- Fever lasts more than 2 days on antibiotics
- Ear pain becomes severe or crying becomes nonstop
- Ear pain lasts more than 3 days on antibiotics
- Ear discharge is not better after 3 days on antibiotics
- Your child becomes worse
- Brief Hearing Loss:
- During an ear infection, fluid builds up in the middle ear space.
- The fluid can cause a mild hearing loss for a short time.
- It will slowly get better and go away with the antibiotic.
- The fluid is no longer infected, but sometimes, may take weeks to go away. In 90% of children, it clears up by itself over 1 to 2 months.
- Permanent harm to the hearing is very rare.
- Talking With Your Child:
- Get close to your child and get eye contact.
- Speak in a louder voice than you usually use.
- Decrease any background noise from radio or TV while talking with your child.
- Call Your Doctor If:
- Hearing loss not better after the antibiotic is done.
- What You Should Know:
- Some children have ear infections that keep coming back.
- If this is your child's case, here are some ways to prevent future ones.
- Avoid Tobacco Smoke:
- Contact with tobacco smoke can lead to ear infections.
- It also makes them harder to treat.
- No one should smoke around your child. This includes in your home, your car or at child care.
- Stop Colds:
- Most ear infections start with a cold. During the first year of life, try to reduce contact with other sick children.
- Try to put off using a large child care center during the first year. Instead, try using a sitter in your home. Another option might be a small home-based child care.
- Breastfeed your baby during the first 6 to 12 months of life.
- Antibodies in breast milk lower the rate of ear infections.
- If you breastfeed, continue it.
- If you do not, think about it with your next child.
- Do Not Prop the Bottle:
- During feedings, hold your baby with the head higher than the stomach.
- Feeding while lying down flat can lead to ear infections. It causes formula to flow back into the middle ear.
- Having babies hold their own bottle also causes milk to drain into the middle ear.
- Get All Suggested Vaccines:
- The pneumococcal shot and the flu shot will protect your child from serious illnesses.
- The shots also help to prevent some ear infections.
- Control Allergies:
- Allergies may lead to some ear infections.
- If your baby has a constant runny nose and ear infections, suspect an allergy.
- If your child has other allergies like eczema, ask your child's doctor about this. The doctor can check for a milk protein or soy protein allergy.
- Check Any Snoring:
- Large adenoids can cause snoring or mouth breathing. Suspect this if your toddler snores every night or breathes through his mouth.
- Large adenoids can contribute to ear infections.
- Talk to your child's doctor about this.
- Ventilation (PE or Ear) Tubes:
- Ear tubes are tiny plastic tubes that are put through the eardrum. They are placed by an ENT doctor.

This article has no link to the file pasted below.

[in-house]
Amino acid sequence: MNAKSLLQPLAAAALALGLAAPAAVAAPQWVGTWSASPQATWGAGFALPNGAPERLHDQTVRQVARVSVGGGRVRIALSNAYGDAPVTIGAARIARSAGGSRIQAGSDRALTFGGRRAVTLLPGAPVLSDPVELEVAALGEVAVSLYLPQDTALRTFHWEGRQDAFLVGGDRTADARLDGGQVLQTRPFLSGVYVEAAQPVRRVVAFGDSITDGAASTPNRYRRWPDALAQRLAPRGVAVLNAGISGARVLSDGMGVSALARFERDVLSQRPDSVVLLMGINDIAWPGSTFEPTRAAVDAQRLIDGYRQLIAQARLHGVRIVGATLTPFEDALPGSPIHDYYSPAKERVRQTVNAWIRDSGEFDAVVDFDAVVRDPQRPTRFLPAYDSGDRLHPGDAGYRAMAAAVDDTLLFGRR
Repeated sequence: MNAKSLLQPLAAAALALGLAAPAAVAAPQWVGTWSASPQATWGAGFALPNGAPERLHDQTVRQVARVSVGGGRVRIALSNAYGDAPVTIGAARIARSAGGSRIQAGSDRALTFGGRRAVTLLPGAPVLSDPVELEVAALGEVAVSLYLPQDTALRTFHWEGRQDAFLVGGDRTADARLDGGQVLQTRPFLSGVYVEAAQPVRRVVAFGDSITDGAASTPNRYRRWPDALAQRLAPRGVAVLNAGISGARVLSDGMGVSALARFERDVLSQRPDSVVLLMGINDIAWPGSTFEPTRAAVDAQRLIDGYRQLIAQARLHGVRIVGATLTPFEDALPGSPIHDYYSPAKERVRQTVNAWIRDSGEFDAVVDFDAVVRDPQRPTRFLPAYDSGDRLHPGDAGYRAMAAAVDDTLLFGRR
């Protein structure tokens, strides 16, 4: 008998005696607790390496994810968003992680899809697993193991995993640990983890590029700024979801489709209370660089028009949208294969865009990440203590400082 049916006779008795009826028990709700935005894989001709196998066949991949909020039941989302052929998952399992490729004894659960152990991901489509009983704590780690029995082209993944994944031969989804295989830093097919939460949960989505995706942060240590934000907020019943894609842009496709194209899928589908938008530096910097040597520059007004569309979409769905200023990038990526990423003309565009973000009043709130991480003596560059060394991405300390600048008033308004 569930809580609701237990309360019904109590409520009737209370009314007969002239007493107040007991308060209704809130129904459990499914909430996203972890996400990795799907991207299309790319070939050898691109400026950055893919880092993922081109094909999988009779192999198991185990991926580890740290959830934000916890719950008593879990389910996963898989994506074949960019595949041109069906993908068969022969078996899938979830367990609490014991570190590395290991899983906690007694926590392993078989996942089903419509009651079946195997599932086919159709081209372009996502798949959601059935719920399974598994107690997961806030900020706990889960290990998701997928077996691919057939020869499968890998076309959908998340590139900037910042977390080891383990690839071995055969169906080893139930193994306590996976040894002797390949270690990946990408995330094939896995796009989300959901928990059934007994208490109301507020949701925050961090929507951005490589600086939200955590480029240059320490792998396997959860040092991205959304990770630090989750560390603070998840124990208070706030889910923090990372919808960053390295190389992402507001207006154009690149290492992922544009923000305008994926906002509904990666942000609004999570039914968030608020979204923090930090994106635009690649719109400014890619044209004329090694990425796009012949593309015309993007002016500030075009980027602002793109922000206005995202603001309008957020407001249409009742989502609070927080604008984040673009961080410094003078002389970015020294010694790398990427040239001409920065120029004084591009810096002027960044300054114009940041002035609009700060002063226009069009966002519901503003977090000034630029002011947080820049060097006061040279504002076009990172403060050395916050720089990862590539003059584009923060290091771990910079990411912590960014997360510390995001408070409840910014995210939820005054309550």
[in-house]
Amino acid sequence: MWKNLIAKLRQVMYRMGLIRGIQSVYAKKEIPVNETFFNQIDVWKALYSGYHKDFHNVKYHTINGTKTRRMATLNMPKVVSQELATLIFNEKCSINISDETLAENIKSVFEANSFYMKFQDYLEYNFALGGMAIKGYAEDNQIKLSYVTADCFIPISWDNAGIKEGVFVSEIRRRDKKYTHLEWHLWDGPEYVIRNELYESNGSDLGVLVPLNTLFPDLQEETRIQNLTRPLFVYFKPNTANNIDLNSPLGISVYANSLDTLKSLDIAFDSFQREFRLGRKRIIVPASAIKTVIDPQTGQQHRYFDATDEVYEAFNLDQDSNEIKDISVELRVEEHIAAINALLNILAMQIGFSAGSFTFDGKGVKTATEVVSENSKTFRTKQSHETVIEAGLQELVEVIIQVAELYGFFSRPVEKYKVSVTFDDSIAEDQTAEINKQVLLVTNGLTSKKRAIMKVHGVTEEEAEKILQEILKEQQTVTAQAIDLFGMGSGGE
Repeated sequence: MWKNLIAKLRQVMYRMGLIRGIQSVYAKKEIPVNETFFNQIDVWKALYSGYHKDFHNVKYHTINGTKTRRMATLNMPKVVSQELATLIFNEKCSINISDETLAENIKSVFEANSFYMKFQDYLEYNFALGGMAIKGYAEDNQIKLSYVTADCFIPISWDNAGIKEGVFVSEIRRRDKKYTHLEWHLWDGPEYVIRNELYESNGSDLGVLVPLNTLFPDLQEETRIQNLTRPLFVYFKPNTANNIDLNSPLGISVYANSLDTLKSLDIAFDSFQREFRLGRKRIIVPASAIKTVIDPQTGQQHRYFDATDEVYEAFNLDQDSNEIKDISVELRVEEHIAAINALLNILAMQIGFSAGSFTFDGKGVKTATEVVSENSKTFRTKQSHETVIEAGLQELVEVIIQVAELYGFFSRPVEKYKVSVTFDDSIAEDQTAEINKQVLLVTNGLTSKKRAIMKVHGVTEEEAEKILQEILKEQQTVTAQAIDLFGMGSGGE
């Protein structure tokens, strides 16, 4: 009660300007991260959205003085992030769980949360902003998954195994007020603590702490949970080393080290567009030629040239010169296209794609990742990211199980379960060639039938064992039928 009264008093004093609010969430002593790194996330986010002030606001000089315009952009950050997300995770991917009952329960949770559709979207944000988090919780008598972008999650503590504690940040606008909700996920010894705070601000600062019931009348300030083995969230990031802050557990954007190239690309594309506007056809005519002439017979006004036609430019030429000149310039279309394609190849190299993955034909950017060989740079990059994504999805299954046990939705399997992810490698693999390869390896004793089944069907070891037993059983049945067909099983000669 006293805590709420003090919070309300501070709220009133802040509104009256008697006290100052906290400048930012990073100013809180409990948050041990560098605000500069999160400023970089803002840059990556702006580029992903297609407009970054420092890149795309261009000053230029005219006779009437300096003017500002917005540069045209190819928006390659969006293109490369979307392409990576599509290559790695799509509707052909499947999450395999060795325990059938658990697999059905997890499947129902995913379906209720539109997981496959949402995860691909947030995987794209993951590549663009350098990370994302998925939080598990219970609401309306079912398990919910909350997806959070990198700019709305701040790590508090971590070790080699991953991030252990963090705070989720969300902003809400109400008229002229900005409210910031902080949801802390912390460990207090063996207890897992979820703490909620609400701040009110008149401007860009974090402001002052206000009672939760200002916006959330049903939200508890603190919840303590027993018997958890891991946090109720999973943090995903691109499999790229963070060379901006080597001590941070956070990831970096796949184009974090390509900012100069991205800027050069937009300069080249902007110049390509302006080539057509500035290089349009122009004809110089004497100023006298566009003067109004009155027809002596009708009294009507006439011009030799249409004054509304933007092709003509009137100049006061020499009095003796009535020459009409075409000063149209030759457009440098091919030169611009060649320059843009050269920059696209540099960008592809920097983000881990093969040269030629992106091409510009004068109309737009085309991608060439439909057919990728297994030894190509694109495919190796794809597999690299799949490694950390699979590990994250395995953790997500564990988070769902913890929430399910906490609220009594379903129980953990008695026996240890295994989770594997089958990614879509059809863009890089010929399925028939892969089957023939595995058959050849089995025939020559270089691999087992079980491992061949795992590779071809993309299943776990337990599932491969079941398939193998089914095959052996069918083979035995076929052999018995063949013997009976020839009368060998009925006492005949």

- The tubes allow fluid to drain out of the middle ear space. They also allow air to re-enter.
- This lowers the risk of repeated ear infections and returns the hearing to normal.
- Ear Tubes - When Are They Needed?
- Fluid has been present in the middle ear nonstop for over 4 months. Both ears have fluid.
- Also, the fluid has caused a hearing loss greater than 20 decibels.
- Hearing should be tested first. Some children have nearly normal hearing and tubes are not needed.
- Ear infections that do not clear up after trying many antibiotics may need tubes.
- Prevention should be tried before turning to surgery.
- Talk to your child's doctor about when ear tubes are needed.
- What to Expect:
- In most cases, the tubes come out after about a year. They fall out of the ear on their own. This happens with the normal movement of earwax.
- If the tubes stay in the eardrum for over 2 years, ask your child's doctor. The surgeon may need to take them out.
- Risks of Ear Tubes:
- After the tubes come out, they may leave scars on the eardrum. They may also leave a small hole that doesn't heal. Both of these problems can cause a small hearing loss.
- Because of these possible problems, there is a small risk with ear tubes. There is also a small risk when having to give anesthesia to young children. Therefore, doctors suggest ear tubes only for children who really need them.
And remember, contact your doctor if your child develops any of the "Call Your Doctor" symptoms.
This free app has a symptom checker,
dosage tables for common medications,
home health advice and more.
Disclaimer: This information is not intended be a substitute for professional medical advice. It is provided for educational purposes only. You assume full responsibility for how you choose to use this information.
Author and Senior Reviewer: Barton D. Schmitt, M.D.
Last Reviewed: 9/1/2012
Last Revised: 1/13/2013
Content Set: Child Symptom Checker
Copyright 1994-2012 Barton D. Schmitt, M.D.